Why wealthy sporting legends don't mind looking silly in ads

Cricket is a paradise for advertisements as they can be run at the end of every over.
Cricket is a paradise for advertisements as they can be run at the end of every over.


  • They are willing to appear in ads that diminish their sporting aura but don't seem to care about what commercial appearances do to their dignity. What might explain this?

For nearly a quarter century, when Sachin Tendulkar played cricket in front of half the world, he did nothing for a moment that would make us laugh at him. As long as it was cricket, actually as long as it was the real world, he did everything right. Even when he stood on the field with his hands on his waist, one thought that is the way to stand on the field. But when ads would come on featuring him, he could make us cringe. His peers, too. It bothered us a bit to see them this way, but we understood money. They had a limited time in the sun, and the match fees was modest, so they needed to endorse products. But then, many of them are still at it.

They have all retired as very wealthy men, and they have been consecrated as legends, and they continue to ham in bad ads flogging products like mutual funds and engine oil. When I see Tendulkar now, I wonder why a sporting icon would wear a costume that I somehow remember as a red onesie and flog an app to sell used cars? How much money is enough for legends to quit doing this?

I am not saying there is anything wrong in icons appearing in ads. This column is an expression of my own incomprehension at why legends who took great care to be elegant and correct when they played their sports, do not seem to care about a loss of dignity appearing in mediocre ads. For very wealthy men, who are also national treasures, how much money is enough money?

When we look at the phenomenon without sanctimony, and when we look at the world not as a problem that needs to be solved, but as plain evidence of what people are, we can begin to see an aspect of life that is not intuitive.

Advertisements can enhance the myth of a sport star, as they did with Michael Jordan. But when the success of a commercial does not depend on the glorification of the athlete who is endorsing it, and the product itself has nothing to do with any sport, we see our legends getting diminished. But they seem to think it is worth the price, which is what is interesting about the phenomenon.

In any case, this form of diminishing is better than what the first generation of cricket legends endured after retirement. When I was a reporter for a magazine, I would call up some of them for quotes, and they would ask for money. One of them held on to the last shred of his dignity by trying to make it look like a joke, but he truly was broke and needed money. There was also a West Indian legend, and if you knew who he was you wouldn’t believe it, who used to ask for money for interviews, not out of greed or bitterness, but because he needed it.

When I ask people why wealthy sporting legends still do ads, that too ads that make them look bad, almost everyone tells me that they do it to stay “relevant," to remain in our porous heads.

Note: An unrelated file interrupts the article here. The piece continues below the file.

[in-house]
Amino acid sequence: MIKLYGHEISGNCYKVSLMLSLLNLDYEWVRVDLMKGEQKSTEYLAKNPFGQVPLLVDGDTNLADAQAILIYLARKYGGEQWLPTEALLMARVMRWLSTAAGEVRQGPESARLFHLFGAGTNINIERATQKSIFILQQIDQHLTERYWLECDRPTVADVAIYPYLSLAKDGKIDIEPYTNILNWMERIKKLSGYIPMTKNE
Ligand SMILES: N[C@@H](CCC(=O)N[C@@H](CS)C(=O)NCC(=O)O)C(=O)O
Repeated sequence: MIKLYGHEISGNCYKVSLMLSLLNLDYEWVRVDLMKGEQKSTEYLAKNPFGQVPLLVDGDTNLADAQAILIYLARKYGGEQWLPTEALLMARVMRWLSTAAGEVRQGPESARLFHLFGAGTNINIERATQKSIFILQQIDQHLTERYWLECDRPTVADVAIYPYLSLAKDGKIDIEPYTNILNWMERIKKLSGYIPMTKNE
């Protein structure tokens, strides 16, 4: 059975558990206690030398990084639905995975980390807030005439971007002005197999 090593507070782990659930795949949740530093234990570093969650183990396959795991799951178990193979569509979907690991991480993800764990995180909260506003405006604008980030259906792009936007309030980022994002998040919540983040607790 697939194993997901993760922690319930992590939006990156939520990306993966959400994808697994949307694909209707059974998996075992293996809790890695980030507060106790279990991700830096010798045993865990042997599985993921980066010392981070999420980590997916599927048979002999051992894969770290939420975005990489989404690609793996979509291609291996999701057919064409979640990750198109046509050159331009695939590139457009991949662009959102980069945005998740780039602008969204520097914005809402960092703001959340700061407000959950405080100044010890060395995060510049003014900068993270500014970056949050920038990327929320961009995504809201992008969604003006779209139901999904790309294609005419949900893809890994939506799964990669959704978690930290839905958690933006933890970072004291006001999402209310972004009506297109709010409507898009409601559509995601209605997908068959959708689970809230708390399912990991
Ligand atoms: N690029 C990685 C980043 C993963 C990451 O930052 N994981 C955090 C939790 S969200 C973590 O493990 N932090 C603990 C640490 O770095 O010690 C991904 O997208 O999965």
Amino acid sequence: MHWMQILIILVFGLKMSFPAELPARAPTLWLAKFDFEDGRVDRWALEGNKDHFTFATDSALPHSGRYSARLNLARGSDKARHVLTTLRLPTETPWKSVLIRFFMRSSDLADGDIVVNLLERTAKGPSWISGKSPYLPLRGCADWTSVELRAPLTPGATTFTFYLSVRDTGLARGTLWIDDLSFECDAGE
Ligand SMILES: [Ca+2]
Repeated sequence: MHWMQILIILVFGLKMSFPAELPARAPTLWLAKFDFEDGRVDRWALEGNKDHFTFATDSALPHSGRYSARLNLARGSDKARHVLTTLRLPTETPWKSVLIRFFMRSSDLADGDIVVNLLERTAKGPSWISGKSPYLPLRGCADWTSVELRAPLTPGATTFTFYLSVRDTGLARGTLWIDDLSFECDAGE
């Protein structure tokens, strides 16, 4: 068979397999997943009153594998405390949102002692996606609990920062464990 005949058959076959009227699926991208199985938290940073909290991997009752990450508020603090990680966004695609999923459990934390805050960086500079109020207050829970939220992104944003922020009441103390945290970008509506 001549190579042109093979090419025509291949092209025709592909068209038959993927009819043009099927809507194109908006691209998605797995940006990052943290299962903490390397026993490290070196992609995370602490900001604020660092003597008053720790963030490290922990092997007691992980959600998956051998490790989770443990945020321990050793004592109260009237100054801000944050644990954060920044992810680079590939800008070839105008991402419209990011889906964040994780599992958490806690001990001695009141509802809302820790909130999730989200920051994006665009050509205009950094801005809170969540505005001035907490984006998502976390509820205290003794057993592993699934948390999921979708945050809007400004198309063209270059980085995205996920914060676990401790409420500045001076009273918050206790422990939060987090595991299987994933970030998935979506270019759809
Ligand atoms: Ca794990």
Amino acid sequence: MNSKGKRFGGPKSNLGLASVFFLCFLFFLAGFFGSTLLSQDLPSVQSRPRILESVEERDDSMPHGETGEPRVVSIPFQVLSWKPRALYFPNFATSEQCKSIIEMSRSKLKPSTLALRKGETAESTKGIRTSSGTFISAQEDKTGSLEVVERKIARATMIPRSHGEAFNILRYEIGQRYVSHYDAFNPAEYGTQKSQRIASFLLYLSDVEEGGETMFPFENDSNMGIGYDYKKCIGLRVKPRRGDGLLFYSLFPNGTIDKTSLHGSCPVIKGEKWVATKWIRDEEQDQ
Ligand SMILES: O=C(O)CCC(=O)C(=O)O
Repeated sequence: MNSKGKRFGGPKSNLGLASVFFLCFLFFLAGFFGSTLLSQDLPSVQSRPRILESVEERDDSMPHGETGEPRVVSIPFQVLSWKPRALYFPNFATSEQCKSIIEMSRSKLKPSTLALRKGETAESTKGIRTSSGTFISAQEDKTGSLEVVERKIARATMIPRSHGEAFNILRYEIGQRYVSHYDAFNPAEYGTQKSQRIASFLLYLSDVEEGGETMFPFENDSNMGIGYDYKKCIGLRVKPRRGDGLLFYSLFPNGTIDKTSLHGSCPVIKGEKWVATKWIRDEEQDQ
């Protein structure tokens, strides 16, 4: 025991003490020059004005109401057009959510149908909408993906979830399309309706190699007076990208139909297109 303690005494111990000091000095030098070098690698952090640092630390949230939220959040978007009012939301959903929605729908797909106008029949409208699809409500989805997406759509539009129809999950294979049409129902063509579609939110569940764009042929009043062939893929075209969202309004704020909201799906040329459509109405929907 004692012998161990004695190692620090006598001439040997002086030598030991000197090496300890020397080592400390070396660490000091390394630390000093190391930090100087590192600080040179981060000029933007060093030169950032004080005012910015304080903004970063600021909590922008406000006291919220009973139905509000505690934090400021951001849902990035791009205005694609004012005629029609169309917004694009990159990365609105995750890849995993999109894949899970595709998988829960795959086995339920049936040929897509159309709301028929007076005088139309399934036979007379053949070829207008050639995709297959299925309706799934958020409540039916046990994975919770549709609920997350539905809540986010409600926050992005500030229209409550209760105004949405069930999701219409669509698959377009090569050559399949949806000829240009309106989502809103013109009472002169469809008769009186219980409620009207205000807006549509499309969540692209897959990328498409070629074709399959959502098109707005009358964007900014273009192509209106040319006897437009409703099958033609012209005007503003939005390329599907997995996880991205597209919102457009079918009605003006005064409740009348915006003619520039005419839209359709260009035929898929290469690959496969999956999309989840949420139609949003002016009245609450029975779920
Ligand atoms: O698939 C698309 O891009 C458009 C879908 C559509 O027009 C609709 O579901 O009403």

I am not so convinced. I think it is just about the money. It is easy money. Normally, an endorsement just takes a day’s work and could be worth crores.

If Don Bradman were alive today, what is the value he would put on accepting, say, a Fevicol commercial? I think he wouldn’t do it. He did appear in ads, though, but he promoted only sports equipment. He also promoted “road safety," strangely not to protect drivers from other drivers, but to protect Australian boys who played cricket on the road from vehicles. The boxer Muhammad Ali, too, has appeared in commercials, but from what I gather, these were advertisements that promoted sporting goods, and so it should not surprise us that these ads needed to venerate him. Those legends emerged well from their commercial appearances.

Cricket is a paradise for advertisements. They can be run at the end of every over. As a result, there are a lot of commercials during a match and a lot of money in product endorsements. It must be hard for cricket legends to resist the temptation of being paid a lot of money to look silly.

There is a difference between a legendary actor endorsing a product and a great athlete doing the same. Actors are professional entertainers in the business of farce. The legend of an actor depends not on fans understanding him, but in misunderstanding him. In a great actor, people see what they want to see; that is exactly what makes him great. So the aura of an Amitabh Bachchan or a Shah Rukh Khan is not diminished by the farce of product endorsement. A great athlete, however, is the exact opposite of an actor. He is adored by fans for what is real about him. A cricket fan loves Tendulkar because the fan is almost a historian of the game.

Some sport stars, though, are gifted with the lightness of actors. There are even some sporting legends without gravitas. Take Diego Maradona, for example. A man who did drugs and sought paid sex openly, he could probably have done any silly ad without diminishing himself as a football legend.

Also, take Hardik Pandya’s underwear commercial currently airing. It is interesting that one cricketer who does not look silly in an ad is a guy posing in an underwear. He has the physique for it; and the ad’s central focus itself is dependent on making him look great. And his own myth helps, that he is a cool cucumber.

If there is an Indian cricket legend who is in good shape, how much would it cost to get him to do such an underwear commercial? Suddenly, we begin to understand the matter of public dignity, and the fact that an endorsement fee, like your salary, is a payment given not for what you do, but for what you don’t want to do.

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